Washington, DC - Michael Bennet, U.S. Senator for Colorado, announced today that local municipalities and agencies fighting non-native invasive species that threaten Colorado's land and water supply, including tamarisk, zebra mussels, Eurasian watermilfoil and Russian Olive, could get help from a bill introduced in the U.S. Senate.
The Invasive Species Emergency Response Fund Act, which Bennet is co-sponsoring, would establish a loan fund for states west of the 100th Meridian to help combat invasive species and mitigate their effects on Colorado's water supply.
"We need all hands on deck in the effort to protect Colorado's land and water from the harmful effects of aquatic nuisances and other invasive species," Bennet said. "This revolving loan fund enlists the federal government in that fight, and provides local communities with the resources they need to protect and preserve Colorado's precious land and water for future generations to enjoy."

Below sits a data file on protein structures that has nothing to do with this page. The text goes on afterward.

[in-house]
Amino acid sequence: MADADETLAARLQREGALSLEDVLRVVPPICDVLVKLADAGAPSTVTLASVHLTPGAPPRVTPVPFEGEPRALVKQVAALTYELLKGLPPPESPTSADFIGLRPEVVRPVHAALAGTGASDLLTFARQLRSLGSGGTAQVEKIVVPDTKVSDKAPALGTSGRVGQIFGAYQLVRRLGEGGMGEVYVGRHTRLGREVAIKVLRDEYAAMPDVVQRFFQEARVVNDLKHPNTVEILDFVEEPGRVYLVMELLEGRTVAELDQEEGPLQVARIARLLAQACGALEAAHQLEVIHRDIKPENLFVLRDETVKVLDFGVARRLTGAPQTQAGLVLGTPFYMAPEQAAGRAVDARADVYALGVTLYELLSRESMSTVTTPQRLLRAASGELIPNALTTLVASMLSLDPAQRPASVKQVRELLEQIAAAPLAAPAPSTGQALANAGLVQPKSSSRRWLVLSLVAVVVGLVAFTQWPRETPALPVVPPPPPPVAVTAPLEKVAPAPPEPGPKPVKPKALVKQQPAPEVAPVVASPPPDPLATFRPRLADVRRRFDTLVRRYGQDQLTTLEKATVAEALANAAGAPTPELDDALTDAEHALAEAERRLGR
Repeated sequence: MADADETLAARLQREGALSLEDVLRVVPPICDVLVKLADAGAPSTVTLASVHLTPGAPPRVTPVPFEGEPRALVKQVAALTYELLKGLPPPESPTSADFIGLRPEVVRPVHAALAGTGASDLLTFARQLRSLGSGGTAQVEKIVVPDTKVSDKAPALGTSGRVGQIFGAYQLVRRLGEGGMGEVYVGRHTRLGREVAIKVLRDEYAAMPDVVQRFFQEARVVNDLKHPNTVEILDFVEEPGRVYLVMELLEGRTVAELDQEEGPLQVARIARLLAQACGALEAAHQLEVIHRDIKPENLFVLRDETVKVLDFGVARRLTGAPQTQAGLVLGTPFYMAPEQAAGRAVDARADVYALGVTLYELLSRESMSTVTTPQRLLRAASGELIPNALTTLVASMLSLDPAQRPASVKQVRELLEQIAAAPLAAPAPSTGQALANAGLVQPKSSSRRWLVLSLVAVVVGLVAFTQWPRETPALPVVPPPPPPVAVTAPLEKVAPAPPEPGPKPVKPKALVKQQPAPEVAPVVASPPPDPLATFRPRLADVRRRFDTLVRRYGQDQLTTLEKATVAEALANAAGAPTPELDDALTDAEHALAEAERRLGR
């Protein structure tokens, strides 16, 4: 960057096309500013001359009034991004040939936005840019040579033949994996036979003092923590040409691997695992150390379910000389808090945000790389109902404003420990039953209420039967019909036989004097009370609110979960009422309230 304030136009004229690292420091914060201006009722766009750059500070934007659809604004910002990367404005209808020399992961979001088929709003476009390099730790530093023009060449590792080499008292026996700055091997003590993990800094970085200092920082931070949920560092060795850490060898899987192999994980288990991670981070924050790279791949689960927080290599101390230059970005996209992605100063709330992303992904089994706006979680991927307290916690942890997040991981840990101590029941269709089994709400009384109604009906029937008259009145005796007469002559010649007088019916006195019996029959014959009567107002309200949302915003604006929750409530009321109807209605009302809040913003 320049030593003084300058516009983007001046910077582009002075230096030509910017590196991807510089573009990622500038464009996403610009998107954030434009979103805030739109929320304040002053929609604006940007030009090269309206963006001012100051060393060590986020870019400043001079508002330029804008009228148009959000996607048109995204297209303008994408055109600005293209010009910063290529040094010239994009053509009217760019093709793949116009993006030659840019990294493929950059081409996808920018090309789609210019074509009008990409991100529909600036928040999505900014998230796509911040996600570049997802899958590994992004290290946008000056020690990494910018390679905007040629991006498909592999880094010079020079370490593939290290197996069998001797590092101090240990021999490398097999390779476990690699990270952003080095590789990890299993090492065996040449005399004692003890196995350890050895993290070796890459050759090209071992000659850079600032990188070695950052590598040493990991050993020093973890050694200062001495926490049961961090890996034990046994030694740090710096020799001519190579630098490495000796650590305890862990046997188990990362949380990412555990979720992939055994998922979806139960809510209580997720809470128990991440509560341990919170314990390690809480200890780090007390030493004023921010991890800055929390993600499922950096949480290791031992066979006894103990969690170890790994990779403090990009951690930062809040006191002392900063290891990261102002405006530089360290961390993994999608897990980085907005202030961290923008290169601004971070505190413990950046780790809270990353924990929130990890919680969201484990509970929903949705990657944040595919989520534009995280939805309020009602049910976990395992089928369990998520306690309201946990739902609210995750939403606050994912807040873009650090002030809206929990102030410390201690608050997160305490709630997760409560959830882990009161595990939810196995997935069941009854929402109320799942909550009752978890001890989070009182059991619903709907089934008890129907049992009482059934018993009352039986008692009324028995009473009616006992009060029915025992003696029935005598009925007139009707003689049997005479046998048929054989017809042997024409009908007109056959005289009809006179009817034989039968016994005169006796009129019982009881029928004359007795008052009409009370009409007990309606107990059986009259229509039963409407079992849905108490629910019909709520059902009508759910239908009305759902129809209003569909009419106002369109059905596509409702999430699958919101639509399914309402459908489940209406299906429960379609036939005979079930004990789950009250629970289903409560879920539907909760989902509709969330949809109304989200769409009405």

The bill would provide additional resources local organizations could use to remove invasive plant species such as tamarisk that utilize large amounts of precious water; combat invasive species in aquatic ecosystems that harm water supplies and reduce water quality; and reduce harmful weed populations that serve as fuel for expansive wildfires.
According to the Colorado Water Conservation Board, Tamarisk alone consumes more than 90,000 acre/ft of water in Colorado annually-enough water to sustain 180,000 families of four for one year.
The bill also would provide an emergency source of funds so local officials can curb the growth and spread of new invasive species before they overwhelm a habitat. The current annual budget cycle does not provide for such a mechanism.